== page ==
begin
		print(date[4]+19000000:8:0);
		firstMonthPrint = true;
	end;
Code to printout all the FND of crude oil.

I have created a tool to print out the FND or LTD of any commodity futures by examining the date.  In this example, I am using a Switch-Case to determine what logic is applied to the chart symbol.  If the chart symbol is @CL, I look to see if the 25th of the month exists and if it does, I print the date 3 days prior out.  If today’s day of month is greater than 25 and the prior day’s day of month is less than 25, I know the 25th occurred on a weekend and I must print out the date four bars prior.  These dates are FN dates and cannot be used as is to simulate a rollover. You had best be out before the FND to prevent the delivery process.   Pinnacle Date rolls the crude on the 11th day of the prior month for its crude continuous contracts.  I aimed for this day of the month with my logic.  If the FND normally fell on the 22nd of the month, then I should back up either 9 or 10 business days to get near the 11th of the month.   Also I wanted to use the output directly in an EasyLanguage strategy so I modified my output to be exact EasyLanguage.

Case "@CL":
	If dayOfMonth(date) = 25 and firstMonthPrint = false then 
	begin
	value1 = value1 + 1;
		print("rollArr[",value1:1:0,"]=",date[9]+19000000:8:0,";");
		firstMonthPrint = true;
	end;
	If(dayOfMonth(date[1]) < 25 and dayOfMonth(date) > 25 ) and firstMonthPrint = false then
	begin
		value1 = value1 + 1;
		print("rollArr[",value1:1:0,"]=",date[10]+19000000:8:0,";");
//		print(date[4]+19000000:8:0);
		firstMonthPrint = true;
	end;


// example of output

rollArr[103]=20210312;
rollArr[104]=20210412;
rollArr[105]=20210512;
rollArr[106]=20210614;
rollArr[107]=20210712;
rollArr[108]=20210812;
rollArr[109]=20210913;
rollArr[110]=20211012;
rollArr[111]=20211111;
rollArr[112]=20211210;
rollArr[113]=20220111;
rollArr[114]=20220211;
rollArr[115]=20220314;
rollArr[116]=20220411;
rollArr[117]=20220512;
rollArr[118]=20220610;
rollArr[119]=20220712;
rollArr[120]=20220812;
Code to print our 9 or 10 bars prior to FND in actual EasyLanguage

Now. that I had the theoretical rollover dates for my analysis I had to make sure the data that I was going to use matched up exactly.  As you saw before, you can pick the rollover date for your chart data.   And you can also determine the discount to add or subtract to all prior data points based on the difference between the closing prices at the rollover point.  I played around with the number of days prior to FND and selected non adjusted for the smoothing of prior data.

Actual data I simulated rollovers with.

How did I determine 8 days Prior to First Notice Date?  I plotted different data using a different number of days prior and determined 8 provided a sweet spot between the old and new contract data’s open interest.  Can you see the rollover points in the following chart?  Ignore the trades – these were a beta test.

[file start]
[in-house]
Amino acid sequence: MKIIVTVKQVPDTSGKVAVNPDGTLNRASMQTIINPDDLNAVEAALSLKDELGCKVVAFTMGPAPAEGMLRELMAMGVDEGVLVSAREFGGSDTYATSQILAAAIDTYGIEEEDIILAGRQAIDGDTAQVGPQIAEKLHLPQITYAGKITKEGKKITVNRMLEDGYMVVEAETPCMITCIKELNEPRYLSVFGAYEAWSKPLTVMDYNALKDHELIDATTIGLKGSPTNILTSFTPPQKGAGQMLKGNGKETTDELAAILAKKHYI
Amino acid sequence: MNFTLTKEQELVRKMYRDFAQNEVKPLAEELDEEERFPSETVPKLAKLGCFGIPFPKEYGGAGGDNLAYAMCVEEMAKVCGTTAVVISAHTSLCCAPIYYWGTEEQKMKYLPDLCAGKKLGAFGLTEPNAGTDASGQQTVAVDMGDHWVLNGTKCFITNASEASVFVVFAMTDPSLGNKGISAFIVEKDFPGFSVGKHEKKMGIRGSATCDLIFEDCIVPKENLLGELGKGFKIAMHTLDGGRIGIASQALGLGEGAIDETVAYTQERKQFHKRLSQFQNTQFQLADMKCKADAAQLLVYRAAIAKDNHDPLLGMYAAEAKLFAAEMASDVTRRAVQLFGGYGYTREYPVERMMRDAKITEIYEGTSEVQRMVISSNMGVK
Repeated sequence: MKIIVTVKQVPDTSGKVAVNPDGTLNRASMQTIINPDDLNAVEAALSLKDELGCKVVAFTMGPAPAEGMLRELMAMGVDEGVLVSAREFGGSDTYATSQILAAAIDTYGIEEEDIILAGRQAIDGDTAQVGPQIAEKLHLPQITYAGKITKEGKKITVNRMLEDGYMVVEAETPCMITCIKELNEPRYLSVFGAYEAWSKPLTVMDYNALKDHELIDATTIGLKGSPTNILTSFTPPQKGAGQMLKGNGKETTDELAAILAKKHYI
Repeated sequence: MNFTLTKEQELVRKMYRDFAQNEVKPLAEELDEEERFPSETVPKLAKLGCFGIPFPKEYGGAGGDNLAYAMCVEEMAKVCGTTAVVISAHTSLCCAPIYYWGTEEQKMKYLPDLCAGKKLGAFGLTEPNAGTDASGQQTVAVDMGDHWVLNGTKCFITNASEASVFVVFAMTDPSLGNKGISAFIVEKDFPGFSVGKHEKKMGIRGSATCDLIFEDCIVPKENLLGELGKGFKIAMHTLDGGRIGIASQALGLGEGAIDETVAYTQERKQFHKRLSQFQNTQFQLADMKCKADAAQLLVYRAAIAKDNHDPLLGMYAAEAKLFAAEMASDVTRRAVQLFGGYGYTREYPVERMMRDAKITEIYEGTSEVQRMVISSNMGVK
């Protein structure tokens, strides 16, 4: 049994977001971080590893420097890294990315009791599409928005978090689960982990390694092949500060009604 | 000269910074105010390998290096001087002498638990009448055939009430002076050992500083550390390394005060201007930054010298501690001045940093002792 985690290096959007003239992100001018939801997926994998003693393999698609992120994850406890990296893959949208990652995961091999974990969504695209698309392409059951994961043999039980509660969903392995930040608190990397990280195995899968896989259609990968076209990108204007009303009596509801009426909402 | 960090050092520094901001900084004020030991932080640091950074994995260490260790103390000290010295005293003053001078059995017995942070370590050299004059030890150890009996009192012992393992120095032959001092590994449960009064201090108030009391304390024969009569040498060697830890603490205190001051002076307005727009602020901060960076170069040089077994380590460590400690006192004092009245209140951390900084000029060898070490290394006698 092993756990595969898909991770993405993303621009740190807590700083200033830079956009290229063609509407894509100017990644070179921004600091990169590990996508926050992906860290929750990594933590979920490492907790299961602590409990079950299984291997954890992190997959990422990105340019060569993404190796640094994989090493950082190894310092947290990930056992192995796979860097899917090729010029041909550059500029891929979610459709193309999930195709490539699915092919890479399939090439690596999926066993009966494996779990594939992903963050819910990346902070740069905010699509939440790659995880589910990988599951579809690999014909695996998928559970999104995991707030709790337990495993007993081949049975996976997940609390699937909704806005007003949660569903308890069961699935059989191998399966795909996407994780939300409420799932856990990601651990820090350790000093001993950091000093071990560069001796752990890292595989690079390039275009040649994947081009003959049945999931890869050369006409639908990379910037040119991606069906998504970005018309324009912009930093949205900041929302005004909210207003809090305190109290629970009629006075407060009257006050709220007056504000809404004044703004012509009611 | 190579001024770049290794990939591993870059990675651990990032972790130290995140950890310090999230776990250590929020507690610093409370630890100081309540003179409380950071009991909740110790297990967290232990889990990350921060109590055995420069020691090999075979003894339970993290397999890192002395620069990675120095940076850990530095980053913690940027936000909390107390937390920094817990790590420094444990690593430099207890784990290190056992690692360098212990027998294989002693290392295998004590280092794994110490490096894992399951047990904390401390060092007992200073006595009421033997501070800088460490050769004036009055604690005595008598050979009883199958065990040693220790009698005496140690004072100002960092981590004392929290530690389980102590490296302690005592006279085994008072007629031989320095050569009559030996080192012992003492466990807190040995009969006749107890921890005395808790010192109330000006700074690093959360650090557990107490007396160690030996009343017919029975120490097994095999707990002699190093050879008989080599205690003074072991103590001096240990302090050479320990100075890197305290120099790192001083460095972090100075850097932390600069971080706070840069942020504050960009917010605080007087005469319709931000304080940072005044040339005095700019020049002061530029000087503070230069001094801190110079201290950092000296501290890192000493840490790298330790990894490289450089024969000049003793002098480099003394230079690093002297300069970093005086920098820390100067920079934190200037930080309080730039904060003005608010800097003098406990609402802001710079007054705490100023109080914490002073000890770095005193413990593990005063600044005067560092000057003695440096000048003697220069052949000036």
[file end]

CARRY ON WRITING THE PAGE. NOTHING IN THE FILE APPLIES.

The Open Interest Valley is the rollover date.

The dates where the open interest creates a valley aligned very closely with the dates I printed out using my FND date finder function.  To be safe, I compared the dates and fixed my array data to match the chart exactly.  Here are two rollover trades – now these are correct.

Using an adjusted continuous contract you would not see these trades.

This post turned out to be a little longer than I thought, so I will post the results of using an adjusted continuous contract with no rollovers, and the results using non-adjusted concatenated contracts with rollovers.  The strategy will be a simple 40/20 bar Donchian entry/exit.  You maybe surprised by the results – stay tuned.

Trading the Equity Curve – Part 1 of N?

Only Trade the Best Segments of the Equity Curve – Cut Out Drawdown and Take Advantage of Run Ups! Really?

Equity curve feedback has been around for many years and seems highly logical, but one can’t get an industry-wide agreement on its benefit.  The main problem is to know when to turn trading off and then back on as you track the equity curve.  The most popular approach is to use a moving average of the equity curve to signal system participation.   When the equity curve moves below 30, 60, or 90 period-moving average of equity, then just turn it off and wait until the curve crosses back above the average.  This approach will be investigated in Part 2 of this series.  Another approach is to stop trading once the curve enters a drawdown that exceeds a certain level and then start back up once the equity curve recovers.  In this post, this method will be investigated.

Programmers Perspective

How do you go about programming this tool to start with.  There are probably multiple ways of accomplishing this task, but the two I have most often observed were the two pass process and the inline simultaneous tracking of the synthetic and actual equity curves.  The two pass process generates an unadulterated equity curve and stores the equity and trades either in memory or in a file.  The second part of the process monitors the external equity curve along with the external trades synchronously and while trading is turned on, the trades are executed as they occur chronologically.  When trading is turned off, the synthetic equity curve and trades are processed along the way.   The second method is to create, which I have coined (maybe others too!), a synthetic equity curve and synthetic trades.  I have done this in my TradingSimula_18 software by creating a SynthTrade Class.  This class contains all the properties of every trade and in turn can use this information to create a synthetic equity curve.  The synthetic equity curve and trades are untouched by the real time trading.